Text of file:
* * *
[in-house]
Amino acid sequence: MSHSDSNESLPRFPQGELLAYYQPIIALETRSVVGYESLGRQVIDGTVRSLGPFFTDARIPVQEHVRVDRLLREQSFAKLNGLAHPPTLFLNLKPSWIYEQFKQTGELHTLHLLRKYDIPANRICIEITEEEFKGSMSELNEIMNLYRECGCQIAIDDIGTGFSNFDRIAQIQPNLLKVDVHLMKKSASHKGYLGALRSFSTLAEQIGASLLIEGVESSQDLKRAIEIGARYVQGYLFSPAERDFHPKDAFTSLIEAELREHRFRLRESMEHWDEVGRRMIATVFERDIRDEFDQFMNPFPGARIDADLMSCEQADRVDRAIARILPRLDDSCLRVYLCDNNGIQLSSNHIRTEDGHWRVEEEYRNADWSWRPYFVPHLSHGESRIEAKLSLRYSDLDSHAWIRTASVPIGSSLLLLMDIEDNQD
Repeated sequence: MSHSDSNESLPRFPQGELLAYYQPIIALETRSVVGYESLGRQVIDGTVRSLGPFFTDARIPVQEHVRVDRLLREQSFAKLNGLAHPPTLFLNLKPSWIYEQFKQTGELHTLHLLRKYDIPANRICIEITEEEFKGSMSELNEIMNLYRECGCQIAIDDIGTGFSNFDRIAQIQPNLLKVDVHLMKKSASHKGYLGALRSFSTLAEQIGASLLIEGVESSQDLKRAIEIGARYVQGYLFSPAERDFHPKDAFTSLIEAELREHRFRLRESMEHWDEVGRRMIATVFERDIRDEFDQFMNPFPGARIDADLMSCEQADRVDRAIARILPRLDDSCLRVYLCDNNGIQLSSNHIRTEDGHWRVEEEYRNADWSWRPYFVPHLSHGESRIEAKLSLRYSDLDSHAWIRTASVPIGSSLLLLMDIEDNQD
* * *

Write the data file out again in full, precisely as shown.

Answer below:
[in-house]
Amino acid sequence: MSHSDSNESLPRFPQGELLAYYQPIIALETRSVVGYESLGRQVIDGTVRSLGPFFTDARIPVQEHVRVDRLLREQSFAKLNGLAHPPTLFLNLKPSWIYEQFKQTGELHTLHLLRKYDIPANRICIEITEEEFKGSMSELNEIMNLYRECGCQIAIDDIGTGFSNFDRIAQIQPNLLKVDVHLMKKSASHKGYLGALRSFSTLAEQIGASLLIEGVESSQDLKRAIEIGARYVQGYLFSPAERDFHPKDAFTSLIEAELREHRFRLRESMEHWDEVGRRMIATVFERDIRDEFDQFMNPFPGARIDADLMSCEQADRVDRAIARILPRLDDSCLRVYLCDNNGIQLSSNHIRTEDGHWRVEEEYRNADWSWRPYFVPHLSHGESRIEAKLSLRYSDLDSHAWIRTASVPIGSSLLLLMDIEDNQD
Repeated sequence: MSHSDSNESLPRFPQGELLAYYQPIIALETRSVVGYESLGRQVIDGTVRSLGPFFTDARIPVQEHVRVDRLLREQSFAKLNGLAHPPTLFLNLKPSWIYEQFKQTGELHTLHLLRKYDIPANRICIEITEEEFKGSMSELNEIMNLYRECGCQIAIDDIGTGFSNFDRIAQIQPNLLKVDVHLMKKSASHKGYLGALRSFSTLAEQIGASLLIEGVESSQDLKRAIEIGARYVQGYLFSPAERDFHPKDAFTSLIEAELREHRFRLRESMEHWDEVGRRMIATVFERDIRDEFDQFMNPFPGARIDADLMSCEQADRVDRAIARILPRLDDSCLRVYLCDNNGIQLSSNHIRTEDGHWRVEEEYRNADWSWRPYFVPHLSHGESRIEAKLSLRYSDLDSHAWIRTASVPIGSSLLLLMDIEDNQD